Friday, 10 April 2020

An Unfussed Kind of Eloquence

Bruce Dawe, one of Australia's most popular poets, died on April 1. “His poetry has an unfussed kind of eloquence," the late Les Murray said of him, "wonderfully pitched so it will speak to people of little education or great education." John Kinsella argues Dawe's common man touch came with a profound social conscience:
Always behind Dawe’s seemingly playful banter with us, his readers and public, is his commitment to sympathy and connection with the less empowered, the disenfranchised, downtrodden, neglected and exploited. He differentiates between the human foibles shown and exercised by power, and those of people who have little or no power. Dawe wrote against tyranny, brutality and totalitarianism.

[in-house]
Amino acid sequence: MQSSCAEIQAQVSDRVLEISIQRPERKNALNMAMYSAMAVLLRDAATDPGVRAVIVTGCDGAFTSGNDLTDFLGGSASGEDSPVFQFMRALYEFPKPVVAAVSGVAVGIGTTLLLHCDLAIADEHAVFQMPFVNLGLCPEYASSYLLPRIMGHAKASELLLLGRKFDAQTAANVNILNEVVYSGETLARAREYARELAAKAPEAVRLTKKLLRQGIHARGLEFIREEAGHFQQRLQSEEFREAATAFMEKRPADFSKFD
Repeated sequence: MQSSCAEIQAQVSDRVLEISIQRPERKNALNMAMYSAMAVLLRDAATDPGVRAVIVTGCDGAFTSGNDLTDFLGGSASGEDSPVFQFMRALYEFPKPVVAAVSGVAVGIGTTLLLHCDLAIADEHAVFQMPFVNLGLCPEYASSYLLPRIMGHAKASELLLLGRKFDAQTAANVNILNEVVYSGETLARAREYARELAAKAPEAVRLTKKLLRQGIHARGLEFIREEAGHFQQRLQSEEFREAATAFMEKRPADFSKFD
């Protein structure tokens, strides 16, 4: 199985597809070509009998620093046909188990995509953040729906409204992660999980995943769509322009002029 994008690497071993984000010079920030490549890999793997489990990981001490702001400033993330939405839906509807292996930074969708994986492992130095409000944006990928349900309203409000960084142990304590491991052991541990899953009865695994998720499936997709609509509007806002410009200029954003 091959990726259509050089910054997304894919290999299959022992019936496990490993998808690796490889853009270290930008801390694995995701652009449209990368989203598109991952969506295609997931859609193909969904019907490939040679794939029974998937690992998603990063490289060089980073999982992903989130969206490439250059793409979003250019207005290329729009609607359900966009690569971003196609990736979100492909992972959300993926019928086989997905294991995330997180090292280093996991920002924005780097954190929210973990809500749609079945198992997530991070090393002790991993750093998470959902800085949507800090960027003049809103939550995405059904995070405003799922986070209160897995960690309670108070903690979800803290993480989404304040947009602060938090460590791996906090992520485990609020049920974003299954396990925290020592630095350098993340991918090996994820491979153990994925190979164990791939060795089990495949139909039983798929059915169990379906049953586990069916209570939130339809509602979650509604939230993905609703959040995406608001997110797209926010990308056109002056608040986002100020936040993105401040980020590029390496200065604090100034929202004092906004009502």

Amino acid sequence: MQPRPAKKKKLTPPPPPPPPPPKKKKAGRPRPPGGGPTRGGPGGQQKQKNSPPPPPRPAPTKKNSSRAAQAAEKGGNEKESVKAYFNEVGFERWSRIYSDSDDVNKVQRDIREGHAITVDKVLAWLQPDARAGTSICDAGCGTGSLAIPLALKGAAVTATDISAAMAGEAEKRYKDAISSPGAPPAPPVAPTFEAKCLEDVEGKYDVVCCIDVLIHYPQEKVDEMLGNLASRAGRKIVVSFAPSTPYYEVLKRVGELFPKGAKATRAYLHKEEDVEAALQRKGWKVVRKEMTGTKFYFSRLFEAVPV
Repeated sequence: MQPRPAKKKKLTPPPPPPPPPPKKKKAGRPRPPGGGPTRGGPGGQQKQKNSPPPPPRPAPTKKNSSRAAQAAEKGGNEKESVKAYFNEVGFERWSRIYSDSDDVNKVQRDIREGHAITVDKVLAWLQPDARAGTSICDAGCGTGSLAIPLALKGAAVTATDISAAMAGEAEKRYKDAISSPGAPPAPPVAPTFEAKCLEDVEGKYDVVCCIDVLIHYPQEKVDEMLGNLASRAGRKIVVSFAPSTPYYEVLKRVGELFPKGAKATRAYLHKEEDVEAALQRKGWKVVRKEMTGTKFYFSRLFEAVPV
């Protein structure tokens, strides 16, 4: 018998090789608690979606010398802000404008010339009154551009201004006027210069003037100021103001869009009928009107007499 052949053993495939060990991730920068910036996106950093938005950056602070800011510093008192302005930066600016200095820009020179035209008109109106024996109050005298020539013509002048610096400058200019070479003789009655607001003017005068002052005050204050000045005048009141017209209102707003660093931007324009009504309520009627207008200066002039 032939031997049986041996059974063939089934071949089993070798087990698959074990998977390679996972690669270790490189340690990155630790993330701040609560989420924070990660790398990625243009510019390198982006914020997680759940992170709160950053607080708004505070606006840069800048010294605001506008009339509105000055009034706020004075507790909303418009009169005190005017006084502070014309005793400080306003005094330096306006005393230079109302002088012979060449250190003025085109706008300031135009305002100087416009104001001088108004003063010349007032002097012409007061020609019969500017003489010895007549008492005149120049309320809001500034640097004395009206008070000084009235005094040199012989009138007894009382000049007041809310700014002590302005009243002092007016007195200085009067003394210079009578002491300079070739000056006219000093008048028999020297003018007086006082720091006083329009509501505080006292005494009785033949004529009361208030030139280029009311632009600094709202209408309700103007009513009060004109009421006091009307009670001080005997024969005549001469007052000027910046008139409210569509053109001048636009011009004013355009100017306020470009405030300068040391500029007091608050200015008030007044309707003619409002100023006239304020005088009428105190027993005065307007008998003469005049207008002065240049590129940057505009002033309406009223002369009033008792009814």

Kinsella also reminds us that it was easy to overlook other aspects of his strengths as a poet:
Yet it was also in his “topical” teachability that sometimes schoolkids missed out on Dawe’s lyrically tender side – where irony, pathos and excoriating acerbity are put on hold to show the gravity of personal loss, of the essence of living shared by all.
Among Dawe's best poems—and one that shows both sides of his considerable gifts—is "Homecoming," written in 1968 during the Vietnam war.

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